Archive for June 29th, 2008

Whenever I think of whitewash, I think of the story from Tom Sawyer where he tricks the other children into whitewashing his Aunt Polly’s fence for him. My mother taught Junior High English and Choir and I remember when she did Tom Sawyer as a play. I can still see the children on stage, paint brushes in hand, making the ugly fence pretty.

Whitewash is a thin plaster applied like paint. It was often used to pretty up walls, fences, and to create a nice finish. Whitewash covered up a multitude of cosmetic sins, and long ago (as early as the founding fathers) became a term used to describe people who needed a public relations makeover.

The term “Whitewashed Feminist” is something that we’ve pondered the meaning of at some length. Especially us here at this blog. But it wasn’t until a couple of days ago that I really began thinking about the use of the term “whitewashed” and what it really means.

If you take away the whitewash you have a feminist. Now, if a feminist was a good thing, one would have no need to cover it in whitewash to make it palatable. So, first we know that, at it’s core, this is an insult. Being a whitewashed feminist is to be something ugly, covered with a veneer to make it pleasing.

So now we have to figure out what it means to be a feminist, and if it’s really such a bad thing. As in many things, I’m fairly moderate. For example, I constantly look for ways to make my living more ecologically friendly. I don’t consider myself to be an environmentalist, but a conservationist. I see environmentalism as going to an extreme that I am not comfortable with, but I believe that we are to be stewards of the earth and wish to do my part to conserve our natural resources and protect the gift that God has given us.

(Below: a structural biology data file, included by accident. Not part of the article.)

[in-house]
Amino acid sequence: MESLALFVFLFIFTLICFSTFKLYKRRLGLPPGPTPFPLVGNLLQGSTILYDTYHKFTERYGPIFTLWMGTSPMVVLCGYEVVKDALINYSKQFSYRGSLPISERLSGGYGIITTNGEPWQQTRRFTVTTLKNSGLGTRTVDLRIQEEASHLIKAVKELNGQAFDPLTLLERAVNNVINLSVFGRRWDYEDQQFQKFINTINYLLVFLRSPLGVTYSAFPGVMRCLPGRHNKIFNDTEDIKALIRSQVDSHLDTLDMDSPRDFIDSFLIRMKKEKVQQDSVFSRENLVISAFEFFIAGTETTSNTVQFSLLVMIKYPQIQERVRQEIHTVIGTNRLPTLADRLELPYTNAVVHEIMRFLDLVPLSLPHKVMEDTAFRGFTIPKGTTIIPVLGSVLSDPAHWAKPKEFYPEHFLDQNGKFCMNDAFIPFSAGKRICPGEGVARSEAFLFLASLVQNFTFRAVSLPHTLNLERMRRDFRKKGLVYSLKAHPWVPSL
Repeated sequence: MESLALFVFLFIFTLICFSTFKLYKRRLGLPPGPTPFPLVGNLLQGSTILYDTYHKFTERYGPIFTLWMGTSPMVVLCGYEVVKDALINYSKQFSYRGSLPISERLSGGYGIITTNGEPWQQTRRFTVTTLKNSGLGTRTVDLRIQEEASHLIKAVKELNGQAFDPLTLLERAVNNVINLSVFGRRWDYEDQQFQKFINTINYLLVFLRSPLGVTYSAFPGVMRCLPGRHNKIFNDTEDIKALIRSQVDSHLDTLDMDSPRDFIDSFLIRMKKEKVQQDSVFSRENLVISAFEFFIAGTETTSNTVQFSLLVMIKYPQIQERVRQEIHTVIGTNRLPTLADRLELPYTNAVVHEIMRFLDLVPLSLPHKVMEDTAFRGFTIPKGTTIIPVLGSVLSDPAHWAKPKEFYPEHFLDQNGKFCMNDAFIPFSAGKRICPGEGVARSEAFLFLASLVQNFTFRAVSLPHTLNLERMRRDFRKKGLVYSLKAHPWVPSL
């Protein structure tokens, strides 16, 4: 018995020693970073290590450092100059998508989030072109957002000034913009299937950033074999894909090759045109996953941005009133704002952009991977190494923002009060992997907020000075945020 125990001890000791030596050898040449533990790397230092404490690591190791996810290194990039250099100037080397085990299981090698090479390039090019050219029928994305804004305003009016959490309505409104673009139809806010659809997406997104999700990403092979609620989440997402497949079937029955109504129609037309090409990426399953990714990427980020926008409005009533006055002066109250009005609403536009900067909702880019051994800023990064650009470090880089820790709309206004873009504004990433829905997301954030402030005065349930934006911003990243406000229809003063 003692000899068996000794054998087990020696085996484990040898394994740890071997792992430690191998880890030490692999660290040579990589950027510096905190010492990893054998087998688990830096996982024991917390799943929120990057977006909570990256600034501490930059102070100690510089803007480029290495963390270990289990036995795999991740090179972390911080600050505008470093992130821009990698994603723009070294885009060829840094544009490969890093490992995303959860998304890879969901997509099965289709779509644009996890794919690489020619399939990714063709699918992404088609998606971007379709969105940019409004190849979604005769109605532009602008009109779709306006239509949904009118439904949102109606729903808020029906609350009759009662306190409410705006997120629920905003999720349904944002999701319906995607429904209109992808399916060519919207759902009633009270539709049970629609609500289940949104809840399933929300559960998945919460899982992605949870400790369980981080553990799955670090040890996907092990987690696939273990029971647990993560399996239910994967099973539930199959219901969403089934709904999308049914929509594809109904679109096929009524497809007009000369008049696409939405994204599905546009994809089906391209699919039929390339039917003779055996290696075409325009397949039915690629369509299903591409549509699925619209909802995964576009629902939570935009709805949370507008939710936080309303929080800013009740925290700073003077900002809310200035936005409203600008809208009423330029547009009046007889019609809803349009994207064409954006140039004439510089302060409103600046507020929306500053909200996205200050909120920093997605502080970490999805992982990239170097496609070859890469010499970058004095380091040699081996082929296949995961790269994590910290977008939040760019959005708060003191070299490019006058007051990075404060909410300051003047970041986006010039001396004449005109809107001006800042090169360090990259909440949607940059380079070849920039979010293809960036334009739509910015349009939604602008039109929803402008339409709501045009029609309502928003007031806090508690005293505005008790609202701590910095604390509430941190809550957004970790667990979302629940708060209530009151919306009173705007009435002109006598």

The same principle of moderation can easily be applied to feminism. The early feminists in the United States were trying to correct what they saw as injustices. I can see nothing wrong with offering women equal pay for equal work, or allowing her to own property in her own name, or retain custody of her children when divorced, or a number of other things that the early feminists worked for. Feminism at it’s core was about helping women, not elevating women above men or taking away those qualities inherently feminine.

I blame extremists for taking feminism so far that men are afraid to complement a woman, hold a door open for her, or pay for dinner. It is such extremism that has pushed many who would otherwise agree with the feminist ideals, to turn their backs on it and distance themselves. But when I look at the core values, I find myself agreeing with what they wished to accomplish.

It seems to me that the pendulum swings, and one extreme is answered with another. Some feminists have taken us to the point where men no longer no how to speak to a lady. That is answered with the idea that we must turn our backs on all the feminist principles in their entirety and amuse ourselves with embroidery, tea, and housework, never aspiring to more than being glorified baby-making machines.

But as I said earlier, I am fairly moderate. If I’m wearing a pretty dress I will gladly take a compliment. I like skirts, tea, Jane Austen novels, my children, and my husband. I also like getting paid the same as my male counterparts, knowing I can be gainfully employed if I so desire or need to be, and that I have the power to provide for myself and my family. I can embrace the basic ideals of both being a feminist and being feminine. No whitewash necessary, for there is nothing ugly, no cosmetic sin to be covered up. I am but a child of God, thankful for her blessings and learning to live a life of balance.


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